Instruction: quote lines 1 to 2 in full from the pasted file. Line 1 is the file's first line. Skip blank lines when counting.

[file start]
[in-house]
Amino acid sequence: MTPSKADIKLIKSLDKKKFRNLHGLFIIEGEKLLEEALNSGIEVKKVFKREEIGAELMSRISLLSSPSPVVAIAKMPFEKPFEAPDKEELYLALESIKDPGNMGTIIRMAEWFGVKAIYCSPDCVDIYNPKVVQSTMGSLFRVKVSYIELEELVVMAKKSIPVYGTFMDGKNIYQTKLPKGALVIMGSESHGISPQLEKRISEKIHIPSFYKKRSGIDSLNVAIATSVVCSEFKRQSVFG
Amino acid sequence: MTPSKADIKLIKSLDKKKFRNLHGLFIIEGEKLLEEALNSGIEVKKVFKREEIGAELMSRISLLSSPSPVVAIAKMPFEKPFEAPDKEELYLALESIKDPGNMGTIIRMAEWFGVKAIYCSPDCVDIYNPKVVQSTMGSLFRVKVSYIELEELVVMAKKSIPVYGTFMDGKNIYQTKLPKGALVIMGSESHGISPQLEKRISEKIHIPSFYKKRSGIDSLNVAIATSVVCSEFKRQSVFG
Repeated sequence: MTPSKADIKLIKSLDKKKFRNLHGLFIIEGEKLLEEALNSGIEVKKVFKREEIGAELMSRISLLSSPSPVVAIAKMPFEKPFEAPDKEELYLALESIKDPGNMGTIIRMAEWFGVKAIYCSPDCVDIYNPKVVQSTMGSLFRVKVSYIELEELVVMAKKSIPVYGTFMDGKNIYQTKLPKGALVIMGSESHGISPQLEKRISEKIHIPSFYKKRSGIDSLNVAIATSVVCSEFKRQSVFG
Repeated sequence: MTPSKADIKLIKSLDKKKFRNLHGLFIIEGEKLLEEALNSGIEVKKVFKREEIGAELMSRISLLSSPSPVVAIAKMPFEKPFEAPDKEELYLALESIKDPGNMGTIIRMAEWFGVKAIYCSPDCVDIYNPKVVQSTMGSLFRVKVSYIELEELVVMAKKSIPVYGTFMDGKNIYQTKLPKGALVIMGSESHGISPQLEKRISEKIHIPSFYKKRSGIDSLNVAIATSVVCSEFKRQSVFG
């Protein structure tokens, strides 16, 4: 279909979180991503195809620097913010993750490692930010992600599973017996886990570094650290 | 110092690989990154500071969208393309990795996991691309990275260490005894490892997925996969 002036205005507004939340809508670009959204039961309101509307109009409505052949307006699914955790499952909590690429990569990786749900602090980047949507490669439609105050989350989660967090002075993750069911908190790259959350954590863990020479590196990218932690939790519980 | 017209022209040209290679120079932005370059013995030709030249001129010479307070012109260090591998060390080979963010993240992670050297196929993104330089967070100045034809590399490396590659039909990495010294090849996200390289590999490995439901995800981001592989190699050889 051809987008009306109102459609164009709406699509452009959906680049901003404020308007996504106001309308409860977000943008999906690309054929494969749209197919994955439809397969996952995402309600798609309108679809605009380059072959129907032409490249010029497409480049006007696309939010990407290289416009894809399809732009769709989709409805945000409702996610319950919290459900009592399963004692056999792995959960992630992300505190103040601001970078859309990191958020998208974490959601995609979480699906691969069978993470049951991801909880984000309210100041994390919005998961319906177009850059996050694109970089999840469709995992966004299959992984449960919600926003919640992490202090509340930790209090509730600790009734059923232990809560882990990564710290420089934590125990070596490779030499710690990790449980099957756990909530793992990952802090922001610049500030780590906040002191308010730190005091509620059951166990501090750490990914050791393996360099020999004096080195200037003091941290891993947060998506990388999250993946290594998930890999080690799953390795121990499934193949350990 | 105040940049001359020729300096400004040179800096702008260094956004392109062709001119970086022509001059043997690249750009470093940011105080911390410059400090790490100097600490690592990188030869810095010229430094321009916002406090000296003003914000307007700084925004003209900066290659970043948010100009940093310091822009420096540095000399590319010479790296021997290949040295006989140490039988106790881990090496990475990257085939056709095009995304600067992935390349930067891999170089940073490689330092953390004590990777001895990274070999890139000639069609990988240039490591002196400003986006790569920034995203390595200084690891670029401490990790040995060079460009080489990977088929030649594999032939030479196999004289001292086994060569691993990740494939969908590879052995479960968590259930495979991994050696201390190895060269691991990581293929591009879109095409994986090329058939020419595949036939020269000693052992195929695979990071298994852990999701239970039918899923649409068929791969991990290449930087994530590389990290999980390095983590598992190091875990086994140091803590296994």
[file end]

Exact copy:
[in-house]
Amino acid sequence: MTPSKADIKLIKSLDKKKFRNLHGLFIIEGEKLLEEALNSGIEVKKVFKREEIGAELMSRISLLSSPSPVVAIAKMPFEKPFEAPDKEELYLALESIKDPGNMGTIIRMAEWFGVKAIYCSPDCVDIYNPKVVQSTMGSLFRVKVSYIELEELVVMAKKSIPVYGTFMDGKNIYQTKLPKGALVIMGSESHGISPQLEKRISEKIHIPSFYKKRSGIDSLNVAIATSVVCSEFKRQSVFG